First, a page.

A Cup of Tea With... A Further Education's Oliver Hembrough
Posted on 9 November 2015.
Posted in: Hampstead Downstairs
We chat to Oliver Hembrough about Game of Thrones, the best pub in London and life advice from Terry Johnson. A Further Education runs Downstairs until 28 November.
Welcome back to Hampstead Oliver. You’re now in the full swing of the run for A Further Education – how’s it all going?
The show is going very well thank you! We are all settling into the run now and I think we’ve nearly sold out! Great for us, bad for anyone who hasn’t got a ticket.
Can you describe A Further Education in a nutshell?
As my character Chris always makes his students give summaries in 20 words or less I feel like I should give it a go. Further Education. Who should have access to education? The rich? The poor? The young? The mature? All are entitled regardless!
What attracted you to A Further Education?
Will Mortimer’s script and characters. It’s rare that a script has characters that are inherently good, doing their best and are so endearing in their outlook, but most importantly the chance to have real, full, rounded scenes with female characters over 40. It’s a generalisation but in a lot of plays (especially classics) any woman over 40 is the dotty aunt, the mother, the granny and the only interaction they tend to have with the other characters is to give permission for their nieces to marry, to cook the tea, or be put down by their husbands etc (with obvious exceptions like Handbagged). It’s a celebration of experience, bravery, friendship and the underdog.
Tell us a little more about your character Chris.
Dr. Christopher Mosse is a newly graduated professor of English. I think he is one of the good ‘un’s (as my Dad would have said). He believes that If you have the will and the talent you should always be offered the opportunity.
How do you find working Downstairs different to the main stage?
Downstairs is fantastic. The cheaper ticket prices mean it’s more accessible and is a place where creative teams can be more daring in their approach to the shows. Doing Seminar last year on the main stage with such an illustrious cast was a highlight of my career, but working in the studio on a new piece of writing with such an exciting young director, Caitlin McLeod, has been a real joy, scary at times but being a part of the piece from its inception gives you a feeling of ownership on it.
Any embarrassing moments on stage?
In our first preview I managed to mess up one line in a really early scene which happened to entirely changed the whole plot of the play. I can still see our director face palm in the second row.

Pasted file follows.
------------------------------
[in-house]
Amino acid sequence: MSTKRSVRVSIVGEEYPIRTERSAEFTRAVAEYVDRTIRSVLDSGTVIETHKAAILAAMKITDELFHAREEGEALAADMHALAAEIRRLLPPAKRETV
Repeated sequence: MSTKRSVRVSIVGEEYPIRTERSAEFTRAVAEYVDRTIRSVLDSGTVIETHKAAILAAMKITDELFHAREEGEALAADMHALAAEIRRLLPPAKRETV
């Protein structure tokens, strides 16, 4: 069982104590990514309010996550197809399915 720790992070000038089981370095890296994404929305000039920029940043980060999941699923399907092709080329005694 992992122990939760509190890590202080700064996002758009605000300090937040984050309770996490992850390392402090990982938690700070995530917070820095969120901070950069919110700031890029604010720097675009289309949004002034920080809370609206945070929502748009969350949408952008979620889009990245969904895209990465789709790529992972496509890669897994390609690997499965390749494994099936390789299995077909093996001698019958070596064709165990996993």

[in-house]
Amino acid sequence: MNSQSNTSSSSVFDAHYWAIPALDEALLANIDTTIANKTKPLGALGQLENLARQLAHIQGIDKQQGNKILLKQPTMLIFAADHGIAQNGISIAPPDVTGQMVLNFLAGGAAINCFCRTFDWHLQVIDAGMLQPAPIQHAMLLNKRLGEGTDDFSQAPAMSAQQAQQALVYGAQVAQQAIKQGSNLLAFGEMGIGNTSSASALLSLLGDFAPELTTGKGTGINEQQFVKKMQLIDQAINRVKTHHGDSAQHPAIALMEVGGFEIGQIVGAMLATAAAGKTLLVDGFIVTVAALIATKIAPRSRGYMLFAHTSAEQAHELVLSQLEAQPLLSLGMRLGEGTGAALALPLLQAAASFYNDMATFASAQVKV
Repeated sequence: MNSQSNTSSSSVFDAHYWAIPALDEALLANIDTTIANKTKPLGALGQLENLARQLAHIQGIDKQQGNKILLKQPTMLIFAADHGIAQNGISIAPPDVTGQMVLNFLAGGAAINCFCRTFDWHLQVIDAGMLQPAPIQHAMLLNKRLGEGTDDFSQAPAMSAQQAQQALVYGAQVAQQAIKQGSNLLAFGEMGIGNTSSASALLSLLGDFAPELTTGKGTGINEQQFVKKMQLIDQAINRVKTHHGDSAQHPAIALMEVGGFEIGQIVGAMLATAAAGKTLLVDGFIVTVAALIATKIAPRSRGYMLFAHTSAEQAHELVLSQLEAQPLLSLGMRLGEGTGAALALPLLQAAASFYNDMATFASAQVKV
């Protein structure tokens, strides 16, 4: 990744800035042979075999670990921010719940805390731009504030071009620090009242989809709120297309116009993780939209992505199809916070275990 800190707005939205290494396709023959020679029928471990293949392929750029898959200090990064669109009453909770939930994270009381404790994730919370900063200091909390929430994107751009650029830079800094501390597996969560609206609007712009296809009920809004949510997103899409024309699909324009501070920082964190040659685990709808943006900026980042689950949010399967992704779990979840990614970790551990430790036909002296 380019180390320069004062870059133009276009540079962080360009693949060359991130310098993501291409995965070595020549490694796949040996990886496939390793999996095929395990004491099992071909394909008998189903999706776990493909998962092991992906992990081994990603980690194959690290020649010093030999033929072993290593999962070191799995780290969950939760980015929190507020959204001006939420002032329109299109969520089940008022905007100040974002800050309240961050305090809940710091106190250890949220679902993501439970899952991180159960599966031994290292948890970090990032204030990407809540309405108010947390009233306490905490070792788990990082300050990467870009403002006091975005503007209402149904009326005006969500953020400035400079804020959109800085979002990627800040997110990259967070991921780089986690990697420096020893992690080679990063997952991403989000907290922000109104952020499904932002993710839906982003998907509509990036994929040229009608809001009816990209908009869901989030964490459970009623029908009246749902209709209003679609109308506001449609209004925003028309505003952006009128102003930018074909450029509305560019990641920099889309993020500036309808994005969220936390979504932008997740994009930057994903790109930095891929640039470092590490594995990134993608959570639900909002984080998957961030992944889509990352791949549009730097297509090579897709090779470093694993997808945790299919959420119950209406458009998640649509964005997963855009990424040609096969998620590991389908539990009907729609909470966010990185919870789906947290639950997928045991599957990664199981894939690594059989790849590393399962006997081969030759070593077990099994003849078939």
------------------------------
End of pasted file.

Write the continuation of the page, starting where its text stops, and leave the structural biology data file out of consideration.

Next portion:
What play have you seen recently that you’ve really enjoyed? And why?
I saw a wonderful staged reading of a West African version of The Duchess of Malfi called Iyalode of Eti by Utopia Theatre at Rich Mix. It was a whole new experience for me, where the audience were as much a part of the storytelling as the actors. It was so exciting, colourful and engaging.
What was your first experience on stage?
I played one of the babes in Babes in the Wood at the Bristol Hippodrome when I was 7.
Favourite places in London?
I think at the moment it has to be a walk around Nunhead cemetery with Becs (my partner) and our adopted Romanian refugee dog Gloria, followed by a roast and some jazz at The Ivy House, Nunhead (London’s first co-operatively owned pub, the first pub to be listed as an Asset of Community Value, and the first building in the UK to be bought for the community under the provisions of the Localism Act). It’s great. See you all there sometime.
What would your dream role be?
Such a tricky question. The masculine part of me wants to basically be Jon Snow from Game of Thrones but to be honest I will always try to make any role my own and as long as I’m working, I’m happy.
And finally, what’s the best advice you’ve ever been given?
“There’s life and there’s art”. On the morning of our opening night of Oh! What a Lovely War my beautiful dad died, I took it very hard, he was my best friend and we had been through a lot together. Whilst discussing, through the pain, shock and heartache what I should do, our director and great friend the brilliant Terry Johnson just said “There’s life and there’s art. Go home”. Those words stuck in my head and I still use them today.
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